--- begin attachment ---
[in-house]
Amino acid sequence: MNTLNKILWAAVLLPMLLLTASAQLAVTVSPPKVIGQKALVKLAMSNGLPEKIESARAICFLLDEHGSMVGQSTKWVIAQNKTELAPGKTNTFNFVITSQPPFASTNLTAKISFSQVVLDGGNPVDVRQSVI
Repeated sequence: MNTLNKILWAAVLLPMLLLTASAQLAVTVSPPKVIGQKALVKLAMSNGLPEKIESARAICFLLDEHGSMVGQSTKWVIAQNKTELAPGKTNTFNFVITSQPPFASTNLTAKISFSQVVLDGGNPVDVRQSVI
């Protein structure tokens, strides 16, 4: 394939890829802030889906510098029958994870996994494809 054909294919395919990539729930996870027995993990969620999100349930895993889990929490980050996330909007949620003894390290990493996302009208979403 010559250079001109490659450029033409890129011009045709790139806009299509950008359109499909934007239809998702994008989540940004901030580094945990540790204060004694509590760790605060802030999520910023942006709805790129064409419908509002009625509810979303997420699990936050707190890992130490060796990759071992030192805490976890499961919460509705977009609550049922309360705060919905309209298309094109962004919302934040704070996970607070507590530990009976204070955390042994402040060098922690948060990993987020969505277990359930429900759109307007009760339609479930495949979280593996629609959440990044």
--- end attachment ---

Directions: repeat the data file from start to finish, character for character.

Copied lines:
[in-house]
Amino acid sequence: MNTLNKILWAAVLLPMLLLTASAQLAVTVSPPKVIGQKALVKLAMSNGLPEKIESARAICFLLDEHGSMVGQSTKWVIAQNKTELAPGKTNTFNFVITSQPPFASTNLTAKISFSQVVLDGGNPVDVRQSVI
Repeated sequence: MNTLNKILWAAVLLPMLLLTASAQLAVTVSPPKVIGQKALVKLAMSNGLPEKIESARAICFLLDEHGSMVGQSTKWVIAQNKTELAPGKTNTFNFVITSQPPFASTNLTAKISFSQVVLDGGNPVDVRQSVI
């Protein structure tokens, strides 16, 4: 394939890829802030889906510098029958994870996994494809 054909294919395919990539729930996870027995993990969620999100349930895993889990929490980050996330909007949620003894390290990493996302009208979403 010559250079001109490659450029033409890129011009045709790139806009299509950008359109499909934007239809998702994008989540940004901030580094945990540790204060004694509590760790605060802030999520910023942006709805790129064409419908509002009625509810979303997420699990936050707190890992130490060796990759071992030192805490976890499961919460509705977009609550049922309360705060919905309209298309094109962004919302934040704070996970607070507590530990009976204070955390042994402040060098922690948060990993987020969505277990359930429900759109307007009760339609479930495949979280593996629609959440990044």